Atiku Bemoans Downgrade Of Nigeria’s Credit Rating, Promises Improvement

The credit rating which was released on Friday marks the lowest Nigeria has received since 2006.

A file photo of former Vice President Atiku Abubakar. Photo: Channels TV/ Sodiq Adelakun.


The presidential candidate of the Peoples Democratic Party (PDP), Atiku Abubakar, has expressed disapproval of the recent downgrade of Nigeria’s credit rating by Moody’s Investors Service.

With the global credit agency downgrading the country’s foreign debt for the second time in just over three months, the credit rating which was released on Friday marks the lowest Nigeria has received since 2006.

Atiku, in a series of tweets on Monday, said Moody’s took account of the government’s inability to curtail its addiction to deficit financing and its appetite for more funds from the Central Bank’s Ways and Means.

“Late last week, Moody’s Investors Service (The Moody’s) sadly, but not unexpectedly, downgraded the Nigerian Government’s Credit Rating from B3 to Caa1. This is a very significant downgrade,” he wrote.

“Moody’s notes the FGN’s deteriorating fiscal and debt position and its lack of capacity to respond to same; it notes the ‘exacerbating policy trading-off’ between debt servicing and the financing of critical sectors, including education, health, and other social programmes.”

The former Vice President described the observations as a direct indictment of the country’s political leadership for what he said is its failures in the management of our fiscal resources.

According to him, the All Progressives Congress (APC)-led government lacks the critical competencies to initiate and implement innovative solutions to our problems and deliver on their mandate with the desired impact.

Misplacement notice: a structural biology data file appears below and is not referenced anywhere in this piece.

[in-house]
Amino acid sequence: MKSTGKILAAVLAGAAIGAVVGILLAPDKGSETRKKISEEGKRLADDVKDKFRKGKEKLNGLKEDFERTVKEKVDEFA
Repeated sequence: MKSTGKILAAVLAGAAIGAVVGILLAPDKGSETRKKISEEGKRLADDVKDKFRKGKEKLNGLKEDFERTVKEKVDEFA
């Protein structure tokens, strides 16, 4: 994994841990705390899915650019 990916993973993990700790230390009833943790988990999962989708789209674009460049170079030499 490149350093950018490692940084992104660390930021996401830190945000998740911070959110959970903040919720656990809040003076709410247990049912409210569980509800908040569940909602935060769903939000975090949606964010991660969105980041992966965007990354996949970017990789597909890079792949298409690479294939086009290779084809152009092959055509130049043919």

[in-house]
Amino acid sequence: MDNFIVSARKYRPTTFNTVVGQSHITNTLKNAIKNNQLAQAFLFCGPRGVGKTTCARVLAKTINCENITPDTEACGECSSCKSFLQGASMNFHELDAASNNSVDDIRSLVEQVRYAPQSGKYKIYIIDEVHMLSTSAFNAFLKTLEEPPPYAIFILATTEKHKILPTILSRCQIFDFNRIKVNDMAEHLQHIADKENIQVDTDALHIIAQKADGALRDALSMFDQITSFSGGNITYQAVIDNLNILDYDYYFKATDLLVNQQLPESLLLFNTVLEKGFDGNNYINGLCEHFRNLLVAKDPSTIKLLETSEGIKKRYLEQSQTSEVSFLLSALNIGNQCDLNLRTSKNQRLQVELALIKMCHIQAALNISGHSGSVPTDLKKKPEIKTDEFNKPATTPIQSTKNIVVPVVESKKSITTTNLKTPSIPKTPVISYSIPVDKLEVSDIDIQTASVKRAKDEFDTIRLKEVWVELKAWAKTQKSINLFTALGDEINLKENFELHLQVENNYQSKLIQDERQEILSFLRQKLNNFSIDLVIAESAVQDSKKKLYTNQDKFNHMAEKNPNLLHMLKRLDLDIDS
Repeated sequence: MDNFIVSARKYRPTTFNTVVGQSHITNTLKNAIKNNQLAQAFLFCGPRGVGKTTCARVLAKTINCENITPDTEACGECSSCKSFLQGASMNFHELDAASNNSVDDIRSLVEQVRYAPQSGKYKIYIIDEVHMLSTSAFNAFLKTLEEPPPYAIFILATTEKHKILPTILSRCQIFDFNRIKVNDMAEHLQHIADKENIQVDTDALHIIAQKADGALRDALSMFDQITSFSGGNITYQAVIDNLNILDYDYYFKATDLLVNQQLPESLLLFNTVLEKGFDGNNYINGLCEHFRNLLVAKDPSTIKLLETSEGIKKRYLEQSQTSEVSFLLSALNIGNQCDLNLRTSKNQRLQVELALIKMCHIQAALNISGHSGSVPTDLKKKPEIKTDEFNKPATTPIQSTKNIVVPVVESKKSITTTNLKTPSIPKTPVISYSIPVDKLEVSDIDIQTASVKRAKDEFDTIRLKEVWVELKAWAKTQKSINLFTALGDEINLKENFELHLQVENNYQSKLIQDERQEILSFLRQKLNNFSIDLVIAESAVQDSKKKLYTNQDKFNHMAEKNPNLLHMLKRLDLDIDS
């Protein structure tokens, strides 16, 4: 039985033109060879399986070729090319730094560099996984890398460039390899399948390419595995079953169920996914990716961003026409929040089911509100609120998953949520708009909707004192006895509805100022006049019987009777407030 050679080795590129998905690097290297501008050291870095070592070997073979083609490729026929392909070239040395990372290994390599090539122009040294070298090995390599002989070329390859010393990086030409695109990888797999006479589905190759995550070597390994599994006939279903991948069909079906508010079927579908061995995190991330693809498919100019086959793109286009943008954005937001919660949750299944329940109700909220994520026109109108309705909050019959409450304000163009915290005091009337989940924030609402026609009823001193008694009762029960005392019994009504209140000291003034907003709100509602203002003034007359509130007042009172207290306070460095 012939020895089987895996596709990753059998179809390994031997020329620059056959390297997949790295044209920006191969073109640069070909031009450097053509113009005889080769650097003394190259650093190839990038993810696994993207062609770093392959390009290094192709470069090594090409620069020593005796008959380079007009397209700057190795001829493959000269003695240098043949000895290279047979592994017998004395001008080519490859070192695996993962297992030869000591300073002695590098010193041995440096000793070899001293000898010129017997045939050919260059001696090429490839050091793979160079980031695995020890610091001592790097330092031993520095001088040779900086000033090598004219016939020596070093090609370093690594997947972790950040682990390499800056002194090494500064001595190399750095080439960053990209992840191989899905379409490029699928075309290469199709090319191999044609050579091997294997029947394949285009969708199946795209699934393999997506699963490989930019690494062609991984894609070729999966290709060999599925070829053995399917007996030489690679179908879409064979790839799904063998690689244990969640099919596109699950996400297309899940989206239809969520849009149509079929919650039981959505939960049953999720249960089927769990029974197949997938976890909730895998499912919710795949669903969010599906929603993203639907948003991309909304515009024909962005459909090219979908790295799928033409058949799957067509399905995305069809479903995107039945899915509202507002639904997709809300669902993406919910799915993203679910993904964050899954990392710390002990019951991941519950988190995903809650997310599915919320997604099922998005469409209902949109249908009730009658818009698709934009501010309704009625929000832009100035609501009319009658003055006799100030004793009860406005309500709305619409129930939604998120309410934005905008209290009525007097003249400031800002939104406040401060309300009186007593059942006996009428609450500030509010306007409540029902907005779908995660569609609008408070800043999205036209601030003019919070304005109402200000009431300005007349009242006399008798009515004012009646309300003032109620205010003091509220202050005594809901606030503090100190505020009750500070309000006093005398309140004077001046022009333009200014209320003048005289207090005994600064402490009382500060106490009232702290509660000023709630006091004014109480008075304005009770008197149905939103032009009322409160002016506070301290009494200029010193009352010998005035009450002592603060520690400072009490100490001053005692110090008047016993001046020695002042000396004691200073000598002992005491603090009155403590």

“If given the opportunity to lead the country, I will act differently and change the economic direction of Nigeria for the better. I will undertake far-reaching fiscal restructuring to improve liquidity and the management of our fiscal resources.

“Among others, I will undertake an immediate review of government spending with a view to eliminating all leakages arising from subsidy payments.

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“Second, I will stop all fiscal support to ailing and under-performing State-Owned enterprises.

“Third, I will take steps to improve spending efficiency by gradual reduction of government recurrent expenditures,” he said.

Atiku also promised to undertake a review of government procurement processes to ensure value-for-money and eliminate all leakages.

He added that he would focus on non-debt financing by promoting a private sector-led Infrastructure Development Fund for the financing and delivery of key infrastructure projects.